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Thirty-four murders in February in Trinidad and Tobago in spite of heightened security for carnival
Published on March 17, 2017 Email To Friend    Print Version


By Marcia Braveboy
Freelance Journalist
Twitter: @mbraveboy

PORT OF SPAIN, Trinidad -- With 34 murders in just 28 days, there was no letting up of the bloodshed on the twin island of Trinidad and Tobago.

With the murder toll crossing the 400 mark annually for the last decade, with the exception of a state of emergency (SoE) in 2011, which resulted in 354 murders for that year and 384 in the following year of 2012, reflective of the SoE’s impact; it was back to business as usual. Trinidad and Tobago is without a doubt one of the most lethal countries in the Caribbean Sea, where its citizens are always in a state of panic over its near 500 annual murder toll.

Let’s look at February

A 15-year-old-boy shot 37 times; the surreal case of four women stripping themselves and walking the streets naked in the space of ten days; the double murder of a mother and daughter; the curious case of the police boasting about 42 murder-free days in well known hot spot area, the capital city of Port of Spain, while residents in well known safe communities sit on the edge of their seats and watch the bloodshed spill over into their neighbourhoods, are but a few of the series of criminal activities that may have left citizens in a state of uneasiness.


MPs in the well known safe zone and opposition United National Congress (UNC) strongholds continue to call on the government to show more willingness in reining in criminal elements that seem to be enticed by their splurge of blood shedding.

Murders by the week

• There were 13 murders in the first week of February – 12 men, 1 woman

• There were 4 murders in the second week of February, (with 5 quiet days to follow) – 3 men, 1 woman.

• There were 9 murders in the third week of February – All men

• There were 8 murders in the fourth week of February – 5 men and 3 women

Women Murdered

• Jamilia Derevenex – 27-years-old. Her throat was slit.

• Abeila Adams – 15-years-old. Her throat was slit.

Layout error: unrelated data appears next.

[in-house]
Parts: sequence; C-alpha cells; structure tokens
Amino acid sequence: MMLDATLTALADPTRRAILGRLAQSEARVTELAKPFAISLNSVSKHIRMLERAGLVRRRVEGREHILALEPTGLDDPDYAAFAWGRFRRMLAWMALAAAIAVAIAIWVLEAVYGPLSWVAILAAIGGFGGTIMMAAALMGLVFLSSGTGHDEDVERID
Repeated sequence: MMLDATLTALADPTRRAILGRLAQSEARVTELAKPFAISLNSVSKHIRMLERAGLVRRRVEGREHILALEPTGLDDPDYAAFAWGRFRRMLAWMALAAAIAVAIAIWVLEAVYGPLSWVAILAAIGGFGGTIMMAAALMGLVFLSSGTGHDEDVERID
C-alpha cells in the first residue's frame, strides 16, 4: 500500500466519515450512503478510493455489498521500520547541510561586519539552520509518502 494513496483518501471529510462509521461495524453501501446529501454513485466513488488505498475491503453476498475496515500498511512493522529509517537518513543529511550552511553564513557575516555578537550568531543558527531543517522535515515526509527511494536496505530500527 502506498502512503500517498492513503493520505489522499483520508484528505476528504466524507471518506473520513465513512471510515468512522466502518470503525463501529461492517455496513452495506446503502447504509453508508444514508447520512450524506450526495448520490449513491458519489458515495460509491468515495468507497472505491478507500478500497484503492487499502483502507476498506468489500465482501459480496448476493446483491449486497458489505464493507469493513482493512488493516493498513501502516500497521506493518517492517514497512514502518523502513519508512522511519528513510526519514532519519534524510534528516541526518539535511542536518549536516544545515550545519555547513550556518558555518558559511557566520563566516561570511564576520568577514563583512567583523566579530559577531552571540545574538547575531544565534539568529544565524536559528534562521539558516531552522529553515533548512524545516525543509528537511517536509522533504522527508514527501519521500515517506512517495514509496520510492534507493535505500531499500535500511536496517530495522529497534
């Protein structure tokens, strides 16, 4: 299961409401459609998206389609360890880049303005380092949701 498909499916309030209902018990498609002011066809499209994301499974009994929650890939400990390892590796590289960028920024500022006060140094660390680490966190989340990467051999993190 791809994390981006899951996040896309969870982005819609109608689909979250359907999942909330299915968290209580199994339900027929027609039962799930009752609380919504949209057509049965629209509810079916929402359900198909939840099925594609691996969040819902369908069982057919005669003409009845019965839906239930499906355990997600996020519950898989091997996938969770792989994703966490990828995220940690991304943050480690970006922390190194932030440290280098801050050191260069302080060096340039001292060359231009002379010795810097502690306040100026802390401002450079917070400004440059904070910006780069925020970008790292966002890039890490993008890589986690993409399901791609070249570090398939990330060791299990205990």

• Dorothy “Molly” Hosein – 65-years-old, fished out of a pond… was hog tied and her body more marks of violence.

• Ambrozina “Baby” Bernard – 83-years-old. She was stabbed to death at her home.

• Cathy Ann Bernard – 39-years-old. She was stabbed to death at her home.



Five women were murdered – all cases of wounding to the body with a sharp object – and 29 men murdered – most of them seemingly gang related. Shot to death.

Classification of killings for February

• 1 man beaten to death
• 2 women throats were slit
• 23 people were shot to death
• 6 people were stabbed/chopped to death
• 1 man found hanging, with hands and feet bound
• 1 woman fished out of a pond with hands and feet hog tied
• 2 cases of bodies found remain unclassified.

Most and least popular days for killings

Sundays – 3 killings
Mondays – 5 killings
Tuesdays – 2 killings
Wednesdays – 6 killings
Thursdays – 6 killings
Fridays – 5 killings
Saturdays – 7 killings

Other observations

- Most of the male victims were shot multiple times. A continued pattern from January

- All five women were killed with a sharp object that left them with stab wounds or slit throats.

- A mother and daughter being stabbed in their home by another woman is a rare criminal case. Usually men are recorded as committing such crimes in Trinidad and Tobago.

- Unclassified cases remain unconfirmed. No one knows how the victims died.

Very often, unclassified cases remain unclassified, either because the local mainstream media do not follow up on the status of those cases or the authorities remain delinquent and the matter remains inconclusive.


However, some cases are confirmed, like in the case of baby Jayada Douglas. The 11-month-old died of blunt force trauma to the head on Tuesday, January 31, and not sleep medication as previously reported. Source - Express. This death takes the January murder toll to 55. One more than the 54 previously reported. With consideration of this murder, the murder toll for January and February combined will then be 89 and not 88 as reflected in the graph.